Quote Originally Posted by Rol_Lei Nut View Post
On a more serious note, from what I know of astrophotography (admittedly, not much), maybe it would be better to choose the lens first, then the camera.

While any lens which is sharp in the corners and has low distortion (for example, the Micro-Nikkor 55 2.8 AI - good also at infinity) should do, for best results, a lens which is good for night photography should be chosen.
This often includes, but is not limited to, "Noct" lenses. Apparently the trick is low coma and flare/reflections.
Also, many non-Noct lenses which do well are not made by Nikon. As it's a relatively small group of lenses, maybe you should do some more investigating, there are some astrophography sites, or repharse your original question.

Have fun!
Standard 50mm F1.8 Nikkor is your best bet. Use a piece of tape to lock the lens at infinity. A heavy duty tripod with a good lockable head and maybe some sand bags. If you use a nice quality locking cable release and a piece of card in front of the lens you don't need mirror lock:just set the speed to B with the card over the lens, lock the shutter open and then remove the card. Try 75 minutes at f 5.6 for a clear sky beginning 2 hours after sundown facing North using 400Asa film . If you are shooting during a full moon you may pick up lunar illumination. Aircraft will also leave trails.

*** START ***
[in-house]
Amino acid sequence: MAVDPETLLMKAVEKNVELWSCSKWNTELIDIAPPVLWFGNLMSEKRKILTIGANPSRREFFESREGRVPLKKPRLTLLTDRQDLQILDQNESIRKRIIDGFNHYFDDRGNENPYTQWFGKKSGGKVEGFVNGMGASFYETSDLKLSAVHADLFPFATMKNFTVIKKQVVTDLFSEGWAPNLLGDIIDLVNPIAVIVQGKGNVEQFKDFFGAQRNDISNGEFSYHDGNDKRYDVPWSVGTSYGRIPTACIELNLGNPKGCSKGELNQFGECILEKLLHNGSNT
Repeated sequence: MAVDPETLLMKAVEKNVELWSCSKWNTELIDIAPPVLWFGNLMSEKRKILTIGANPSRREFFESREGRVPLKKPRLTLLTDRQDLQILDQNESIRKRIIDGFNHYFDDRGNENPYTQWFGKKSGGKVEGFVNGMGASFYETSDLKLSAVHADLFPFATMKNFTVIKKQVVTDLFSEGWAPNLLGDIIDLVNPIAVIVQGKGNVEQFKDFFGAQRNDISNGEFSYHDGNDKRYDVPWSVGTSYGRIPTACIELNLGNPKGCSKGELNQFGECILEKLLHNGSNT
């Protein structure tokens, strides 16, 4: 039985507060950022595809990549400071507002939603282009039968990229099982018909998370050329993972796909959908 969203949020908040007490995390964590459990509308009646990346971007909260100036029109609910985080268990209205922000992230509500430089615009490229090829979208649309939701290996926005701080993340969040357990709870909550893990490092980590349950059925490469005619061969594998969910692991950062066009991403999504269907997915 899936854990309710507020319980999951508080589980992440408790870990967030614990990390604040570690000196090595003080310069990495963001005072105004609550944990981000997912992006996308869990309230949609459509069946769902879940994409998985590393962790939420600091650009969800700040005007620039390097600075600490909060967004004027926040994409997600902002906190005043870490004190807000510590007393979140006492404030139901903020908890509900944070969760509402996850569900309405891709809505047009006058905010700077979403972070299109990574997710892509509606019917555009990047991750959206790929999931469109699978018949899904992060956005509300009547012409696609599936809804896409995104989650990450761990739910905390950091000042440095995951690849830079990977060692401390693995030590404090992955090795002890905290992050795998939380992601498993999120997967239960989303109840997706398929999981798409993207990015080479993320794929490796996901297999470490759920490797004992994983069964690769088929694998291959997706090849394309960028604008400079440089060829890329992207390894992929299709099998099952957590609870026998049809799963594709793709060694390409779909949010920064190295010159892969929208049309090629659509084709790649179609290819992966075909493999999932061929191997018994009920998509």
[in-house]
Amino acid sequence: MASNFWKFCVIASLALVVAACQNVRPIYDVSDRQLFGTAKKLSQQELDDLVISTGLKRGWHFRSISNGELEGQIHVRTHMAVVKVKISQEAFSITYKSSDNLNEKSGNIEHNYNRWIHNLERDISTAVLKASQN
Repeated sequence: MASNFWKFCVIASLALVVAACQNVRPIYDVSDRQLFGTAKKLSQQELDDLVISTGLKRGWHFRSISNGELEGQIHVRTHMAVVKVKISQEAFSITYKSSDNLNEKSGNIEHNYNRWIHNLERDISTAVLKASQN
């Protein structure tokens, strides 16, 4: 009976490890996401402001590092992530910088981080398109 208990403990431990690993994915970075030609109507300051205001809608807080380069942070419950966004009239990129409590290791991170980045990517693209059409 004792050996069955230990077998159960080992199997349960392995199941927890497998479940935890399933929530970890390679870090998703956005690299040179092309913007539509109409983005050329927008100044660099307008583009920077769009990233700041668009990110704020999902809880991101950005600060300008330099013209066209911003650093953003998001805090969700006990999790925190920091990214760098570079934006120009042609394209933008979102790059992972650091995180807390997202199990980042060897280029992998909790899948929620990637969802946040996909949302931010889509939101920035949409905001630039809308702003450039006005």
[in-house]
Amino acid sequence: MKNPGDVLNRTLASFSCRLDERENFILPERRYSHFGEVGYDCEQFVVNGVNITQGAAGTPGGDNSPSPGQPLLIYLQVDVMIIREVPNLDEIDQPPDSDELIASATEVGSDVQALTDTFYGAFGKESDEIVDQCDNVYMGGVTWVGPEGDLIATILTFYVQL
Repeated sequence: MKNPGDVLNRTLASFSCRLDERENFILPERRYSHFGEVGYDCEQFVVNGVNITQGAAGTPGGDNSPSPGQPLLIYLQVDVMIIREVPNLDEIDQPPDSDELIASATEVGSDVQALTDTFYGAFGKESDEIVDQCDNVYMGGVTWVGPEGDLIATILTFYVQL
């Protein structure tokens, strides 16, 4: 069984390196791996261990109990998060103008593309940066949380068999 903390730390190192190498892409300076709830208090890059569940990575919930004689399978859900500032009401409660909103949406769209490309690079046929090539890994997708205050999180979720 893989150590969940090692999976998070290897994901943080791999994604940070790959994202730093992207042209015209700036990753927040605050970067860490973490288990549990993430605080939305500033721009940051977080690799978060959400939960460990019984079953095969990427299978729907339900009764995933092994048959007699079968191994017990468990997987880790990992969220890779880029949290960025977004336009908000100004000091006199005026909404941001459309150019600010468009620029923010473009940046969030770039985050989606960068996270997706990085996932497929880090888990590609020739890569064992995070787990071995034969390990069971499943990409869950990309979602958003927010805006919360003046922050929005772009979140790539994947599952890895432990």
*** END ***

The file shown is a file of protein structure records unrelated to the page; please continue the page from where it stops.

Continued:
David